Every parent wants the best for his/her child. It is every parent’s wish that financial constraints do not come in way of his/her child’s education or career. Hence, when you are approached with a specific investment plan to provide for your child’s future education or wedding expenses, the product becomes too irresistible to ignore. The sales pitch is so strong that you start to feel guilty if you choose not to invest in such a product. After all, the product has everything. It has an element of insurance, offers attractive returns and if the most unfortunate were to happen, the insurance company pays all the future premiums on your behalf. How could a parent say no to such a product? As a parent, you realize that, unlike other financial goals such as purchase of a house or a car or a vacation abroad, child’s education is one goal that cannot neither be compromised nor postponed. You fall prey to your emotions and immediately sign up for the product. These combined insurance and investment products discussed above are advertised as child plans. Child plans are insurance (and investment) products that are structured to help you save for your child’s future.
There are many child plans offered by various life insurance companies. All such products have a similar structure although specifics might vary a bit. Child plans come in two variants: Unit linked insurance plans (ULIP) and Traditional (guaranteed payout) plans. Unit linked child plans provide market linked returns.
Should every parent buy a child plan for his/her child? Or are there better products available? Is a simple combination of term insurance plan and mutual funds better than a child plan? We have always maintained that you must buy those financial products that you need to buy, not what the intermediary (agent/broker) wants you to buy. Therefore, before you purchase any financial product, you must understand all its costs and benefits and compare its performance against the competing products. In this post, we shall focus on unit linked child plans and do an objective assessment of the product features and performance and assess whether such plans should be part of your portfolio. We shall discuss about traditional child plans in a subsequent post.
Similarities between unit linked child plans and regular ULIPs
Like regular ULIPs, unit linked child plans are insurance cum investment products. A part of the premium goes towards life cover (mortality charges) and other policy charges (premium allocation, administration, fund management etc) and the remaining is invested in funds as per policy holder’s discretion. Invested funds provide market linked returns. If the policy holder survives the term of the policy, the fund value is paid to the policy holder. Taxation benefits (entire premium counts under IT section 80C), liquidity restrictions (no withdrawals allowed for 5 years) and cap on charges are same as regular ULIPs. You can read about ULIP features in detail in our post here.
Unit linked child plans are, in fact, a variant of type II ULIPs. Under type II ULIPs, in the event of death of the policy holder, the insurance company pays the beneficiary both sum assured and fund value. Under type I ULIPs, in the event of death of policy holder, the insurance company pays only the higher of sum assured and fund value.
How unit linked child plans differ from regular ULIPs?
Under regular ULIPs, both death benefit(sum assured) and the accumulated fund value are paid to the beneficiary upon death of the policy holder and the policy ceases upon payment of such benefits. Under a child plan, only the sum assured is paid to the beneficiary upon demise of the policy holder and only the risk cover ceases. The fund value is paid to the beneficiary only at maturity of policy. The family of the policy holder need not pay any further premiums to the insurance company. The insurance company will pay the entire or part of all future premiums. These premiums, like other premium installments, will get invested and the beneficiary will receive the accumulated fund value at maturity.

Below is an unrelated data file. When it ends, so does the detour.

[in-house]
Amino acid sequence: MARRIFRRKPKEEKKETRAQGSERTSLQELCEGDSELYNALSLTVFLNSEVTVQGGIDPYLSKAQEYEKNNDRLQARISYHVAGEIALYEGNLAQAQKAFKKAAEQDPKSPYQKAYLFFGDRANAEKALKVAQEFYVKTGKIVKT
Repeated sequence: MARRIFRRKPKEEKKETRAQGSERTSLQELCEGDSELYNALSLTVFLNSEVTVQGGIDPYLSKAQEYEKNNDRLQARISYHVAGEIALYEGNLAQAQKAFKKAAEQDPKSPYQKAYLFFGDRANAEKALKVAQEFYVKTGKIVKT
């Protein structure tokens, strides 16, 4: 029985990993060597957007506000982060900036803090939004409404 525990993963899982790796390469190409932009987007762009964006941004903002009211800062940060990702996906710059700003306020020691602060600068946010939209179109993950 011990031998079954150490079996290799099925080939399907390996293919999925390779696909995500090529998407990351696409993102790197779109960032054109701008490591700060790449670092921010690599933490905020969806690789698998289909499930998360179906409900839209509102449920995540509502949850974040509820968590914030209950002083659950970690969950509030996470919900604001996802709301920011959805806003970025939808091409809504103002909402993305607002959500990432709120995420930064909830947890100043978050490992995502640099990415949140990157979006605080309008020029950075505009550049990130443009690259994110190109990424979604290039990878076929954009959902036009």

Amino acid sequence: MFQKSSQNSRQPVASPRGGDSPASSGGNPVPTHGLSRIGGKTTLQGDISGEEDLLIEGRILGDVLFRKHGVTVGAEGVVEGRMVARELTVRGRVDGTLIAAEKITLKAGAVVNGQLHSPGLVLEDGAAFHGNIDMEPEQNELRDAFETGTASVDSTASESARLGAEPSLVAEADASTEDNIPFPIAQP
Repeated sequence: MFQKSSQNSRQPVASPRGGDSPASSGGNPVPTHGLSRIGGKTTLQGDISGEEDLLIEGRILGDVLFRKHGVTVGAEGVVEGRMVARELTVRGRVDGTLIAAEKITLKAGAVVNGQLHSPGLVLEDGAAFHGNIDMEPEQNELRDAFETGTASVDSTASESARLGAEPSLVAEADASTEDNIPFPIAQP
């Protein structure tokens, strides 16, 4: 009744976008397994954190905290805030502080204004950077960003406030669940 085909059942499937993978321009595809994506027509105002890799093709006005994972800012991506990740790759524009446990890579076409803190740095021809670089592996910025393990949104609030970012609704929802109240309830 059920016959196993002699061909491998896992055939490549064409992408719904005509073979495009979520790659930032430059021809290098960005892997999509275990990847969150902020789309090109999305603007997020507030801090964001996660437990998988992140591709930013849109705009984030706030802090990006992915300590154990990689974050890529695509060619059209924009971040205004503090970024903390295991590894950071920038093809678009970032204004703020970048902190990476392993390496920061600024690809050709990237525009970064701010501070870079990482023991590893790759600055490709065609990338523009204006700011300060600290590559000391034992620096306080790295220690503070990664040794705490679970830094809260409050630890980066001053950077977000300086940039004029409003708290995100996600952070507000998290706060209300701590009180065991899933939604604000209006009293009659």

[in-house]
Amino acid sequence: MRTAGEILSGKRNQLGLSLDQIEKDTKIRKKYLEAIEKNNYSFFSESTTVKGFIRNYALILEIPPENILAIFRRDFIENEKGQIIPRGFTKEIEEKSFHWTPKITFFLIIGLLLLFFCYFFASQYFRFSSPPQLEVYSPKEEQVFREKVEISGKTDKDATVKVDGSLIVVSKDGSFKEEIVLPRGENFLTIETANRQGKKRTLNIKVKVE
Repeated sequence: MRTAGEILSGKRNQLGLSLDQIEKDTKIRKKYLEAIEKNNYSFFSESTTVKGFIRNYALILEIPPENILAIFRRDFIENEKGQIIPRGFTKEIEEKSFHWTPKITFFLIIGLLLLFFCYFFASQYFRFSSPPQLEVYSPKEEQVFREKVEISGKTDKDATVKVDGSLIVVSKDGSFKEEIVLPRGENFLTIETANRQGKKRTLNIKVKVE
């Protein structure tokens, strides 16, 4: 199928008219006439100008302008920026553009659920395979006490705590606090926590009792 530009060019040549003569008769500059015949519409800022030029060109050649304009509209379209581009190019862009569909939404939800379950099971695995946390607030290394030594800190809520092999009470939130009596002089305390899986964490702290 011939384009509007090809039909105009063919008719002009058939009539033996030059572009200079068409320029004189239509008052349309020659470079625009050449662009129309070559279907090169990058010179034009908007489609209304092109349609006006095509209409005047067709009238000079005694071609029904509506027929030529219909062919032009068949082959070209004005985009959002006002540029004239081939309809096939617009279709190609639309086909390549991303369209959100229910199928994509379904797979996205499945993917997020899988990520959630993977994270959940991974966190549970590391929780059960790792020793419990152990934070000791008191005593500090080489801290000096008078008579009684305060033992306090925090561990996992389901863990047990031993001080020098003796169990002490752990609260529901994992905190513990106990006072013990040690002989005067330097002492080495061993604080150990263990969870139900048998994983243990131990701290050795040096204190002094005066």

This helps in two ways. First, this structure ensures that the proceeds from the policy do not get utilised (or diverted) towards other uses. Secondly, the fund value continues to grow even after demise of the policy holder. However, since the insurance is taking on additional risk by promising payment of all future premiums, you can expect mortality charges (charges for life cover) to be much higher than in case of a regular ULIP. Be advised, higher the amount that goes towards policy charges, the less is left for investment. Additionally, under a child plan, the policy holder or the beneficiary has an option of taking the maturity benefit as lump sum or in instalments over a few years.
Comparison with a combination of term plans and mutual funds
We have already established that a combination of term plan and mutual funds gives better performance than a regular ULIP plan in a previous post. Let’s see how a unit linked child plan fares against this combination. We will first do a qualitative assessment of how various product features will impact product performance.
Unit Linked Child Plan as an insurance product
Under a unit linked child plan, maximum sum assured is capped at a certain multiple of annual premium. Sum assured allowed under the child plan typically varies from 10 times annual premium to 40 times annual premium for people with age less than 45 years at the beginning of the policy. This is a limitation as your ability to pay premium restricts your life cover. However, your child’s future needs do not depend upon your payment ability.
Additionally, mortality charges for a unit linked child plan (for the same sum assured) are higher than a pure term insurance plan. There are two reasons behind this. First, ULIPs, in general, follow relaxed underwriting norms. Secondly, under unit linked child plans, in event of death of the policy holder, the insurer has to pay for all the future premiums. That increases the sum-at-risk for the insurance company. Thus, the cost of insurance is higher in a child plan than a pure term plan.
Unit Linked Child Plan as an investment product